Although the era of connected devices is already upon us, significant technological hurdles still need to be cleared in order to realize the full potential of the Internet of Things.
Researchers from Aalto University in Finland pointed to two challenges in particular — dramatically shrinking the transistors in computer chips, and making data collection and storage more energy-efficient.
In an effort to help resolve both, the team recently published a study demonstrating their "ferro-electric tunnel junctions."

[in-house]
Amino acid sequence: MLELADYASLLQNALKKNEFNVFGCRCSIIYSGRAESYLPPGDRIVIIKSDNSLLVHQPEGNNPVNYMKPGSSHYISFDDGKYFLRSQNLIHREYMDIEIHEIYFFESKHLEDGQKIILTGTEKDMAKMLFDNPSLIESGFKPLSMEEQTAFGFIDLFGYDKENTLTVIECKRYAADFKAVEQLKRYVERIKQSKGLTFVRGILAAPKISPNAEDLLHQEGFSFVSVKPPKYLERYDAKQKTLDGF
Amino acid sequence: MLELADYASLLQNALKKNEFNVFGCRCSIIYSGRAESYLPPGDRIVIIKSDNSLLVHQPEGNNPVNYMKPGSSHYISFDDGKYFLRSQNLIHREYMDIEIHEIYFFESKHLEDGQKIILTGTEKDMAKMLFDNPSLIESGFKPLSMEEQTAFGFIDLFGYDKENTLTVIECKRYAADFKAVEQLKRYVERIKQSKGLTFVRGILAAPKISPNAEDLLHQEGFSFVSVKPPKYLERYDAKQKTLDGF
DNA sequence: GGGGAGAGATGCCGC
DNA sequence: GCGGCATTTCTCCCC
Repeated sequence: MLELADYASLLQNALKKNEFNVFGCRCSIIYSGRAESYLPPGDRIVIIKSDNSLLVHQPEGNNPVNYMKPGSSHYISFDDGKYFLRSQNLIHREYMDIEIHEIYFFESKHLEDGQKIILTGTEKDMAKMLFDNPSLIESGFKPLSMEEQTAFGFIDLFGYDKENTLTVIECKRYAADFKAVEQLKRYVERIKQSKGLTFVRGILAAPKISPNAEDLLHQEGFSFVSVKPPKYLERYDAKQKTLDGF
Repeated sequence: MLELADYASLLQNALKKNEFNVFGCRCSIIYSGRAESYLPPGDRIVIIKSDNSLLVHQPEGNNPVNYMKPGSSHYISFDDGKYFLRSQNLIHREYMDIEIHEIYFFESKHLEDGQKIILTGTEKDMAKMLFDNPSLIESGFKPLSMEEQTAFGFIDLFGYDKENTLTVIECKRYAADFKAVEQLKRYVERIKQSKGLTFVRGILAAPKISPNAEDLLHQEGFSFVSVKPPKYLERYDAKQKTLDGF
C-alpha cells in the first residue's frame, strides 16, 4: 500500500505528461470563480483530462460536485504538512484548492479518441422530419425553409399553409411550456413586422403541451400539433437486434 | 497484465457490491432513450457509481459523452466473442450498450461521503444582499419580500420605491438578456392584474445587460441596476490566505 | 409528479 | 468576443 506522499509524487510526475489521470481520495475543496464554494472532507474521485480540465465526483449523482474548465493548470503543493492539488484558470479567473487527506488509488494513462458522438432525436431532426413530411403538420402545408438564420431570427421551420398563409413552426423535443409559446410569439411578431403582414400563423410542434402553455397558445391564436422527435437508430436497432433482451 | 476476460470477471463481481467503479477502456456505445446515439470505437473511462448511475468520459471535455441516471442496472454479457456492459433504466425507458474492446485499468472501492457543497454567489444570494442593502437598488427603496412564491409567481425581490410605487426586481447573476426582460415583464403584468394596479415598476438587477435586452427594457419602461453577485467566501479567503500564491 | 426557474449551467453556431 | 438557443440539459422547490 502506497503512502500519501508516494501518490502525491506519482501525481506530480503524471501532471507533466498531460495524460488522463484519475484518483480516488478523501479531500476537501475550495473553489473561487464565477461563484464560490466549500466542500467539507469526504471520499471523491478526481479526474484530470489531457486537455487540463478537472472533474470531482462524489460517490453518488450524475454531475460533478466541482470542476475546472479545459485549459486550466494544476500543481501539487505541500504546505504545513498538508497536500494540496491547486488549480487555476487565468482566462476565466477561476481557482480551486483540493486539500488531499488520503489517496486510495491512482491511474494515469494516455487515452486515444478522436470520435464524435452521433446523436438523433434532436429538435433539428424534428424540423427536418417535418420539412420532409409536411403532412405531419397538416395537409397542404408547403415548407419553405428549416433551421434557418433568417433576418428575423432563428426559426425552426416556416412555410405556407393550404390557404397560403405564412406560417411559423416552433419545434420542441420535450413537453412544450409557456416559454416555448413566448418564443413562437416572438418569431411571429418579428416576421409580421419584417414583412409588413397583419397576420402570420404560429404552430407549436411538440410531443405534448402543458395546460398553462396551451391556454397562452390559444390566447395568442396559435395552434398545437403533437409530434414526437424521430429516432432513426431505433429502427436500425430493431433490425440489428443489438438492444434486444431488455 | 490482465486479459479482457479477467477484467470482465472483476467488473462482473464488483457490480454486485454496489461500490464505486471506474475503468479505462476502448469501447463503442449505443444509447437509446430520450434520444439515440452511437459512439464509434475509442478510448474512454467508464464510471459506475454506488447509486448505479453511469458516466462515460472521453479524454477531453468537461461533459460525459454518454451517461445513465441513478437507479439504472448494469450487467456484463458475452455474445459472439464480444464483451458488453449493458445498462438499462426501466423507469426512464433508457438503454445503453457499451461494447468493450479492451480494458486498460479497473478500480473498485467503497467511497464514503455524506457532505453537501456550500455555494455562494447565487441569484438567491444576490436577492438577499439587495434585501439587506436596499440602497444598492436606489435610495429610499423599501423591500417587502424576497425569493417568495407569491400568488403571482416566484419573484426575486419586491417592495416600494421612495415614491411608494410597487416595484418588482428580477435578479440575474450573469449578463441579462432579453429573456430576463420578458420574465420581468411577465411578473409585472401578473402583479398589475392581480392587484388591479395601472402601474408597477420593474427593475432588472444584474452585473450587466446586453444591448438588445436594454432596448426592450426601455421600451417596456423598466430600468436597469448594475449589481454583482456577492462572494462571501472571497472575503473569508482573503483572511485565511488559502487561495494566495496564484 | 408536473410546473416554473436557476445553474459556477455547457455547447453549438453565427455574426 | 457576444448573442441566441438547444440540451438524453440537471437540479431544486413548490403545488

The tiny structures are comprised of nanometer-thin films between two electrodes that could enable stable and efficient neuromorphic computing — that is, computers that mimic the neural networks of the human brain.
The films are easily printable and made from readily available hydrocarbons instead of toxic metals.
More importantly, they can also work at less than five volts of electricity and retain data for more than a decade without power.
Ultimately, researchers hope that millions of the structures could be incorporated into a network as little as one square centimeter in size.